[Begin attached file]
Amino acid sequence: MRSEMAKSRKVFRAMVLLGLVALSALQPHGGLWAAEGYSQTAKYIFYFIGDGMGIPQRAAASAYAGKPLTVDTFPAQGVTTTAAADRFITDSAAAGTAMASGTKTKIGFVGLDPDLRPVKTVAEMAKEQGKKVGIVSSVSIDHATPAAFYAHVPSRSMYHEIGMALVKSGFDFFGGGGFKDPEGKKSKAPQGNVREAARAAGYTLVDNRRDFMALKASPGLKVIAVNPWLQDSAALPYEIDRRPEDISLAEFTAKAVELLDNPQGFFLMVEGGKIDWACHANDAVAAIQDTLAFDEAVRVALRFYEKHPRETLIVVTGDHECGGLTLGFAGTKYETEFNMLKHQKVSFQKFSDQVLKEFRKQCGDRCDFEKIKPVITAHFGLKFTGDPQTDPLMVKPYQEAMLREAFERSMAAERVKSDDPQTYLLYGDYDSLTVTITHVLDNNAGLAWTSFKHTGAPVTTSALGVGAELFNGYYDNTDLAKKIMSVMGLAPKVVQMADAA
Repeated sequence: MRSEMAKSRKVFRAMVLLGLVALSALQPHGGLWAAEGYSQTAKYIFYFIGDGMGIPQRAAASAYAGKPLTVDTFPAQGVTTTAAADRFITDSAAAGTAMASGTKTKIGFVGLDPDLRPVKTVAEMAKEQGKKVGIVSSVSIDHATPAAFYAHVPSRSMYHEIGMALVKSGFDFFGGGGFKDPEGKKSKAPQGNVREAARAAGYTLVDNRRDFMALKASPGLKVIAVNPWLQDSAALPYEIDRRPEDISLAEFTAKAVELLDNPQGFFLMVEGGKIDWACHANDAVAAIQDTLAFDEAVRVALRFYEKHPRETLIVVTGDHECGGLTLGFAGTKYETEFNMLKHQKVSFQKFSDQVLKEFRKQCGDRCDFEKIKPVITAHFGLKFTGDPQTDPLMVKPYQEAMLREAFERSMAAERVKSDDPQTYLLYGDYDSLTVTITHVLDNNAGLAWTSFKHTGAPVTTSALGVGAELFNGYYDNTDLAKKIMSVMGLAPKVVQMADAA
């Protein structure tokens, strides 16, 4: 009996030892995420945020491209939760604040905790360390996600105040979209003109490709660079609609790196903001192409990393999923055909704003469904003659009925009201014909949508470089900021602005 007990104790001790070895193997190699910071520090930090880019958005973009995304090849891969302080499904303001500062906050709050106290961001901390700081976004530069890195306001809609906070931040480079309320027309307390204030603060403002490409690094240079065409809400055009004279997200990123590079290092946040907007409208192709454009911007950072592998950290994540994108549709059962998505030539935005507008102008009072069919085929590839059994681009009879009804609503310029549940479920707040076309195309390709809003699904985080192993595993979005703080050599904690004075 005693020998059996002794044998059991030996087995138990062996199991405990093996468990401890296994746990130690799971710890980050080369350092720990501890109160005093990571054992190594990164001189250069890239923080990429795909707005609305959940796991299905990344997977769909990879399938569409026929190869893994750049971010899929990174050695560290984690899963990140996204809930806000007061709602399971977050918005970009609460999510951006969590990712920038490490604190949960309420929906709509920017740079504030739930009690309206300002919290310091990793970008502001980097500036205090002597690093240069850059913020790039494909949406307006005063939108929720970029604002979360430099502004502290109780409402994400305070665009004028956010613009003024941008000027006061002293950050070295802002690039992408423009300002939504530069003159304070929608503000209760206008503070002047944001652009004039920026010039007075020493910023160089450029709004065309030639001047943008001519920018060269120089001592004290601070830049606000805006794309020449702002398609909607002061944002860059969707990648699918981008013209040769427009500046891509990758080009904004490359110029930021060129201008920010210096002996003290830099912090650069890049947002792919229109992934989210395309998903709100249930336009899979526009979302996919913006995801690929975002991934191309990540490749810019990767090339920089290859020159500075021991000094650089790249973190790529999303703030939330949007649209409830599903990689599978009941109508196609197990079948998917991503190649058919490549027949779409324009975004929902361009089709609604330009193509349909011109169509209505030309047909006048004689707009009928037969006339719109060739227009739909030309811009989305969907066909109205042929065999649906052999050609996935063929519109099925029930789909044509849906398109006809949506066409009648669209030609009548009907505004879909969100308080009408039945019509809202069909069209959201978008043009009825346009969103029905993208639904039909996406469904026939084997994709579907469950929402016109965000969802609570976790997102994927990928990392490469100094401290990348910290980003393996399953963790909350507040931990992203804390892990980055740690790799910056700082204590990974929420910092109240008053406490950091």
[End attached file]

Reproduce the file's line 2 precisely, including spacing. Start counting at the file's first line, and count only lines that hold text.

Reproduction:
Repeated sequence: MRSEMAKSRKVFRAMVLLGLVALSALQPHGGLWAAEGYSQTAKYIFYFIGDGMGIPQRAAASAYAGKPLTVDTFPAQGVTTTAAADRFITDSAAAGTAMASGTKTKIGFVGLDPDLRPVKTVAEMAKEQGKKVGIVSSVSIDHATPAAFYAHVPSRSMYHEIGMALVKSGFDFFGGGGFKDPEGKKSKAPQGNVREAARAAGYTLVDNRRDFMALKASPGLKVIAVNPWLQDSAALPYEIDRRPEDISLAEFTAKAVELLDNPQGFFLMVEGGKIDWACHANDAVAAIQDTLAFDEAVRVALRFYEKHPRETLIVVTGDHECGGLTLGFAGTKYETEFNMLKHQKVSFQKFSDQVLKEFRKQCGDRCDFEKIKPVITAHFGLKFTGDPQTDPLMVKPYQEAMLREAFERSMAAERVKSDDPQTYLLYGDYDSLTVTITHVLDNNAGLAWTSFKHTGAPVTTSALGVGAELFNGYYDNTDLAKKIMSVMGLAPKVVQMADAA